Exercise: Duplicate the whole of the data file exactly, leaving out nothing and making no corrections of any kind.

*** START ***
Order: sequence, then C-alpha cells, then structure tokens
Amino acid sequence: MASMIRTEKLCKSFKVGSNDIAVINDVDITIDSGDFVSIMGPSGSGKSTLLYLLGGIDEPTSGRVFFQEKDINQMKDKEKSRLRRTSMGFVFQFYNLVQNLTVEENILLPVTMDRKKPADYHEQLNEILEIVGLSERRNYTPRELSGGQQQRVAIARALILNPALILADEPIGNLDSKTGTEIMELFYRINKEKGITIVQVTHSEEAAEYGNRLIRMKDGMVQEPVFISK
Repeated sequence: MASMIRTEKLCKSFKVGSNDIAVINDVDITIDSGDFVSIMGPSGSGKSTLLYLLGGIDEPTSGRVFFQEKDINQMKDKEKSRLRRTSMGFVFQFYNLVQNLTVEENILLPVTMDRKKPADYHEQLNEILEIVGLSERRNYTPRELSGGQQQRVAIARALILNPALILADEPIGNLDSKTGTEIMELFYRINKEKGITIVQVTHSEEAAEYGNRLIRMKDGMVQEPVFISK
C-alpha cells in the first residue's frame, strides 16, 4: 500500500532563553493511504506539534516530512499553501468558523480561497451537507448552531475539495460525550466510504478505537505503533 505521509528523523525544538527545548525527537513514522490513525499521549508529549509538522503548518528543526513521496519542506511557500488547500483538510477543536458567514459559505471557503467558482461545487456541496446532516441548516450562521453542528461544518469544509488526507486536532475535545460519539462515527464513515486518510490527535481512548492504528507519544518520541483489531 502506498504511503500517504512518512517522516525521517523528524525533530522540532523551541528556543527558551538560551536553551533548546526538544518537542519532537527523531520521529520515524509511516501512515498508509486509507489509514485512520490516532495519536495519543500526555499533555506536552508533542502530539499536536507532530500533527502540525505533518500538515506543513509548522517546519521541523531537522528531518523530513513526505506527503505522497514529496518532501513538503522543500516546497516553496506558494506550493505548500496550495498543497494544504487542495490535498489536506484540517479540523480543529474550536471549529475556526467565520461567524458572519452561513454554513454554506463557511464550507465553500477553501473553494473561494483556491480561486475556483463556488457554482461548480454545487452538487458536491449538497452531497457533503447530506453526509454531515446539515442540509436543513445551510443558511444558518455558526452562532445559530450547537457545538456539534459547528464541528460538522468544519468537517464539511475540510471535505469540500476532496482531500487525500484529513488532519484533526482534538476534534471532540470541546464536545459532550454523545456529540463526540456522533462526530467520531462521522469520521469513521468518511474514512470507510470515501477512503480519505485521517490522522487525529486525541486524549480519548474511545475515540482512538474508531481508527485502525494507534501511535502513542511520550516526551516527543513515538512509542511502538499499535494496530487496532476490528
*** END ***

Order: sequence, then C-alpha cells, then structure tokens
Amino acid sequence: MASMIRTEKLCKSFKVGSNDIAVINDVDITIDSGDFVSIMGPSGSGKSTLLYLLGGIDEPTSGRVFFQEKDINQMKDKEKSRLRRTSMGFVFQFYNLVQNLTVEENILLPVTMDRKKPADYHEQLNEILEIVGLSERRNYTPRELSGGQQQRVAIARALILNPALILADEPIGNLDSKTGTEIMELFYRINKEKGITIVQVTHSEEAAEYGNRLIRMKDGMVQEPVFISK
Repeated sequence: MASMIRTEKLCKSFKVGSNDIAVINDVDITIDSGDFVSIMGPSGSGKSTLLYLLGGIDEPTSGRVFFQEKDINQMKDKEKSRLRRTSMGFVFQFYNLVQNLTVEENILLPVTMDRKKPADYHEQLNEILEIVGLSERRNYTPRELSGGQQQRVAIARALILNPALILADEPIGNLDSKTGTEIMELFYRINKEKGITIVQVTHSEEAAEYGNRLIRMKDGMVQEPVFISK
C-alpha cells in the first residue's frame, strides 16, 4: 500500500532563553493511504506539534516530512499553501468558523480561497451537507448552531475539495460525550466510504478505537505503533 505521509528523523525544538527545548525527537513514522490513525499521549508529549509538522503548518528543526513521496519542506511557500488547500483538510477543536458567514459559505471557503467558482461545487456541496446532516441548516450562521453542528461544518469544509488526507486536532475535545460519539462515527464513515486518510490527535481512548492504528507519544518520541483489531 502506498504511503500517504512518512517522516525521517523528524525533530522540532523551541528556543527558551538560551536553551533548546526538544518537542519532537527523531520521529520515524509511516501512515498508509486509507489509514485512520490516532495519536495519543500526555499533555506536552508533542502530539499536536507532530500533527502540525505533518500538515506543513509548522517546519521541523531537522528531518523530513513526505506527503505522497514529496518532501513538503522543500516546497516553496506558494506550493505548500496550495498543497494544504487542495490535498489536506484540517479540523480543529474550536471549529475556526467565520461567524458572519452561513454554513454554506463557511464550507465553500477553501473553494473561494483556491480561486475556483463556488457554482461548480454545487452538487458536491449538497452531497457533503447530506453526509454531515446539515442540509436543513445551510443558511444558518455558526452562532445559530450547537457545538456539534459547528464541528460538522468544519468537517464539511475540510471535505469540500476532496482531500487525500484529513488532519484533526482534538476534534471532540470541546464536545459532550454523545456529540463526540456522533462526530467520531462521522469520521469513521468518511474514512470507510470515501477512503480519505485521517490522522487525529486525541486524549480519548474511545475515540482512538474508531481508527485502525494507534501511535502513542511520550516526551516527543513515538512509542511502538499499535494496530487496532476490528